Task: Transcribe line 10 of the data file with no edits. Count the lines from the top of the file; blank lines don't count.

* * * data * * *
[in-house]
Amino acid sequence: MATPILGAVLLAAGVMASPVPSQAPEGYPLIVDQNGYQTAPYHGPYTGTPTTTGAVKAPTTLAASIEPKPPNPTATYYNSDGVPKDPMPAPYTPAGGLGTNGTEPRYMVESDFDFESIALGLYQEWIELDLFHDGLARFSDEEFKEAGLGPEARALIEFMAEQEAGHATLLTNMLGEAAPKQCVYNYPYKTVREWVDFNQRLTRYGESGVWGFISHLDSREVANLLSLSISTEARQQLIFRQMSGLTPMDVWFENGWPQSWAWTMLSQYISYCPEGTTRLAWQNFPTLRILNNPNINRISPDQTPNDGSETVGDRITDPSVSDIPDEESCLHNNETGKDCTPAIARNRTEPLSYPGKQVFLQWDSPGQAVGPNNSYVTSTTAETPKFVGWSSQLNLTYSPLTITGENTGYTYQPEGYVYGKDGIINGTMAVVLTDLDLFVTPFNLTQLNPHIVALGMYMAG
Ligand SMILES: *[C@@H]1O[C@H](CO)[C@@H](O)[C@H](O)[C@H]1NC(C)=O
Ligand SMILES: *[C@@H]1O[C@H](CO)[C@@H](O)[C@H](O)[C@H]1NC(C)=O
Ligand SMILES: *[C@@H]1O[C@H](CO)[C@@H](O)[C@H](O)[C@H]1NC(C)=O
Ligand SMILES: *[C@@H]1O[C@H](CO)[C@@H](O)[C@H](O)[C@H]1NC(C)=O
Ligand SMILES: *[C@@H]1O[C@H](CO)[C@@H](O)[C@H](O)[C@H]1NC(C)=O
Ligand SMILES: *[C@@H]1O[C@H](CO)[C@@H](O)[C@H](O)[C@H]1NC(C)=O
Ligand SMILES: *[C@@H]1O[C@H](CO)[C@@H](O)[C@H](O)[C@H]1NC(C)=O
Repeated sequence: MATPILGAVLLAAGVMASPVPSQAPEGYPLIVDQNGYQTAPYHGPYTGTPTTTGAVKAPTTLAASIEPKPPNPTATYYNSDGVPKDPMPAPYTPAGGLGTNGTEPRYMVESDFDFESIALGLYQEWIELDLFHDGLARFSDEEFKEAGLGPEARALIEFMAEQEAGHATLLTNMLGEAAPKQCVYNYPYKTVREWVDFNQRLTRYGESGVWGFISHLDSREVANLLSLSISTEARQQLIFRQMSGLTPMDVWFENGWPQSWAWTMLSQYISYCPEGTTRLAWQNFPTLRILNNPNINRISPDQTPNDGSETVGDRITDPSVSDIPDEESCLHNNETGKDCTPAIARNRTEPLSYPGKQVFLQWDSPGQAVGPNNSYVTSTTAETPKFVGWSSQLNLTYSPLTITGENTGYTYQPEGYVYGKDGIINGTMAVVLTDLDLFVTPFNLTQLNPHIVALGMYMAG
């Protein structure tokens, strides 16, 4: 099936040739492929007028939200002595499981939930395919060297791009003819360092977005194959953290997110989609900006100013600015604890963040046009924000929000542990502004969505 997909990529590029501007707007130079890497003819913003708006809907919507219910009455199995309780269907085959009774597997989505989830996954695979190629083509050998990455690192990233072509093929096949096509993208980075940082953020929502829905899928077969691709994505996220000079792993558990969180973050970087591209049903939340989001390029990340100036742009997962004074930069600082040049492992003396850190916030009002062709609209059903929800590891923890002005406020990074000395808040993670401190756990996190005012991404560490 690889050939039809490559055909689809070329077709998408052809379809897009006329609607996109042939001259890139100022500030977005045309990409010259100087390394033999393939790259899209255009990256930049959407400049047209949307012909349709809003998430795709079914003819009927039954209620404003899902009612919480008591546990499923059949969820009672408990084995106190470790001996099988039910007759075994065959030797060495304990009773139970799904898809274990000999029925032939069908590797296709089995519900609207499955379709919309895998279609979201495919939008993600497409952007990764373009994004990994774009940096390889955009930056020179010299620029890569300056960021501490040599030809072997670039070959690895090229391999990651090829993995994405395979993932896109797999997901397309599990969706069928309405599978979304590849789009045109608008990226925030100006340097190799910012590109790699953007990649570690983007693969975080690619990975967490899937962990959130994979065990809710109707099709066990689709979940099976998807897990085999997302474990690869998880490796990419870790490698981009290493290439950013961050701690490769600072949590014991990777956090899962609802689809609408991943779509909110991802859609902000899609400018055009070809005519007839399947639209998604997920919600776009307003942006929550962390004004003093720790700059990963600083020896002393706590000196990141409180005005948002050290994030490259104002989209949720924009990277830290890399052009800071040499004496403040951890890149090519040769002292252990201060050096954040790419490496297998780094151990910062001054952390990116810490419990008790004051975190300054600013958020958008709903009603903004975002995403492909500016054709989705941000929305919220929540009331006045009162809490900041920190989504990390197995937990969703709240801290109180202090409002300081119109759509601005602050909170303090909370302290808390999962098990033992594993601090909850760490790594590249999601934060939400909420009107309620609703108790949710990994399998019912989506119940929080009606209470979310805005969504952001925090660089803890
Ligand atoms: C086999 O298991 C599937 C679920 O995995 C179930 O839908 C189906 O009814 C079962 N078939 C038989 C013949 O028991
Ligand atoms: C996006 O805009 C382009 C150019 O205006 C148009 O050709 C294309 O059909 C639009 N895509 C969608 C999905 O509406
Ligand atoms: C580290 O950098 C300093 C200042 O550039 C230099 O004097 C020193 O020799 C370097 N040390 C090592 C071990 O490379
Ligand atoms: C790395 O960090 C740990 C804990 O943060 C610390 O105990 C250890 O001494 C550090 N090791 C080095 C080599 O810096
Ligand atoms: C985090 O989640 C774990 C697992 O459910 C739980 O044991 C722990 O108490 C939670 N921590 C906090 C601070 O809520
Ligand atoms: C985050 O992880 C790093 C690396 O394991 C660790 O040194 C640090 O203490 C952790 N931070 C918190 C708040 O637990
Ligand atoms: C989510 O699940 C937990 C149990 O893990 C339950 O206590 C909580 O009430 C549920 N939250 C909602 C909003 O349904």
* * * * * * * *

Repeated sequence: MATPILGAVLLAAGVMASPVPSQAPEGYPLIVDQNGYQTAPYHGPYTGTPTTTGAVKAPTTLAASIEPKPPNPTATYYNSDGVPKDPMPAPYTPAGGLGTNGTEPRYMVESDFDFESIALGLYQEWIELDLFHDGLARFSDEEFKEAGLGPEARALIEFMAEQEAGHATLLTNMLGEAAPKQCVYNYPYKTVREWVDFNQRLTRYGESGVWGFISHLDSREVANLLSLSISTEARQQLIFRQMSGLTPMDVWFENGWPQSWAWTMLSQYISYCPEGTTRLAWQNFPTLRILNNPNINRISPDQTPNDGSETVGDRITDPSVSDIPDEESCLHNNETGKDCTPAIARNRTEPLSYPGKQVFLQWDSPGQAVGPNNSYVTSTTAETPKFVGWSSQLNLTYSPLTITGENTGYTYQPEGYVYGKDGIINGTMAVVLTDLDLFVTPFNLTQLNPHIVALGMYMAG